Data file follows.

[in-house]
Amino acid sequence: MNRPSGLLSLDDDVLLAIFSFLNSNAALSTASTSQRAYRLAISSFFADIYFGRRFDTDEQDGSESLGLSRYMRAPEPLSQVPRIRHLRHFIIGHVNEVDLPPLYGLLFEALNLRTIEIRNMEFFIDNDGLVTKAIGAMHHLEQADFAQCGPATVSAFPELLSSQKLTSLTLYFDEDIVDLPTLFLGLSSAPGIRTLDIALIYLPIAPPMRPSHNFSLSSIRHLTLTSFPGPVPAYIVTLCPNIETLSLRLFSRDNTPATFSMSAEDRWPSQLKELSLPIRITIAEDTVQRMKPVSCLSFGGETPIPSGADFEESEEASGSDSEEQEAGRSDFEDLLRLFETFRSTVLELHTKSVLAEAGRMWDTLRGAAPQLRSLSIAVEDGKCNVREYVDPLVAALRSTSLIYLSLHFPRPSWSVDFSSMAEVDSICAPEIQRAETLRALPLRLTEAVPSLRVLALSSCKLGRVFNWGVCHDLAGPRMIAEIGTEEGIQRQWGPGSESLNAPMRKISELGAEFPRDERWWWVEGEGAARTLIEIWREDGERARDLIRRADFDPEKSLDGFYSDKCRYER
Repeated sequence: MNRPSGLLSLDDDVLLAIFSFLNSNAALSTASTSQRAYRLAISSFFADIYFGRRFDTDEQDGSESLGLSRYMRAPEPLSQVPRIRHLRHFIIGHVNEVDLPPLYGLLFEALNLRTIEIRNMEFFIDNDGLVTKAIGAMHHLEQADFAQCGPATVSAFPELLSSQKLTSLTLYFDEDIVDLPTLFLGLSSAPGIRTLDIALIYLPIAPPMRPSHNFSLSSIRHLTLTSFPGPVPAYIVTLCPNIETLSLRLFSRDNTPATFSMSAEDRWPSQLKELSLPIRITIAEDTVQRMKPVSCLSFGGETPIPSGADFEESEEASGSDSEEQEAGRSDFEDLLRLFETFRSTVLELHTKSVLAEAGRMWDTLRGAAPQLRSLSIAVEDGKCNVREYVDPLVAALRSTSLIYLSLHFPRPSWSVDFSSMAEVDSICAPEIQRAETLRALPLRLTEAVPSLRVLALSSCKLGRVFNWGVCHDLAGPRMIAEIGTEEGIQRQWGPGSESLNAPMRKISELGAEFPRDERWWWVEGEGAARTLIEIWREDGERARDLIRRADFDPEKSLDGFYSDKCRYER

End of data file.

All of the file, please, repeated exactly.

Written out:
[in-house]
Amino acid sequence: MNRPSGLLSLDDDVLLAIFSFLNSNAALSTASTSQRAYRLAISSFFADIYFGRRFDTDEQDGSESLGLSRYMRAPEPLSQVPRIRHLRHFIIGHVNEVDLPPLYGLLFEALNLRTIEIRNMEFFIDNDGLVTKAIGAMHHLEQADFAQCGPATVSAFPELLSSQKLTSLTLYFDEDIVDLPTLFLGLSSAPGIRTLDIALIYLPIAPPMRPSHNFSLSSIRHLTLTSFPGPVPAYIVTLCPNIETLSLRLFSRDNTPATFSMSAEDRWPSQLKELSLPIRITIAEDTVQRMKPVSCLSFGGETPIPSGADFEESEEASGSDSEEQEAGRSDFEDLLRLFETFRSTVLELHTKSVLAEAGRMWDTLRGAAPQLRSLSIAVEDGKCNVREYVDPLVAALRSTSLIYLSLHFPRPSWSVDFSSMAEVDSICAPEIQRAETLRALPLRLTEAVPSLRVLALSSCKLGRVFNWGVCHDLAGPRMIAEIGTEEGIQRQWGPGSESLNAPMRKISELGAEFPRDERWWWVEGEGAARTLIEIWREDGERARDLIRRADFDPEKSLDGFYSDKCRYER
Repeated sequence: MNRPSGLLSLDDDVLLAIFSFLNSNAALSTASTSQRAYRLAISSFFADIYFGRRFDTDEQDGSESLGLSRYMRAPEPLSQVPRIRHLRHFIIGHVNEVDLPPLYGLLFEALNLRTIEIRNMEFFIDNDGLVTKAIGAMHHLEQADFAQCGPATVSAFPELLSSQKLTSLTLYFDEDIVDLPTLFLGLSSAPGIRTLDIALIYLPIAPPMRPSHNFSLSSIRHLTLTSFPGPVPAYIVTLCPNIETLSLRLFSRDNTPATFSMSAEDRWPSQLKELSLPIRITIAEDTVQRMKPVSCLSFGGETPIPSGADFEESEEASGSDSEEQEAGRSDFEDLLRLFETFRSTVLELHTKSVLAEAGRMWDTLRGAAPQLRSLSIAVEDGKCNVREYVDPLVAALRSTSLIYLSLHFPRPSWSVDFSSMAEVDSICAPEIQRAETLRALPLRLTEAVPSLRVLALSSCKLGRVFNWGVCHDLAGPRMIAEIGTEEGIQRQWGPGSESLNAPMRKISELGAEFPRDERWWWVEGEGAARTLIEIWREDGERARDLIRRADFDPEKSLDGFYSDKCRYER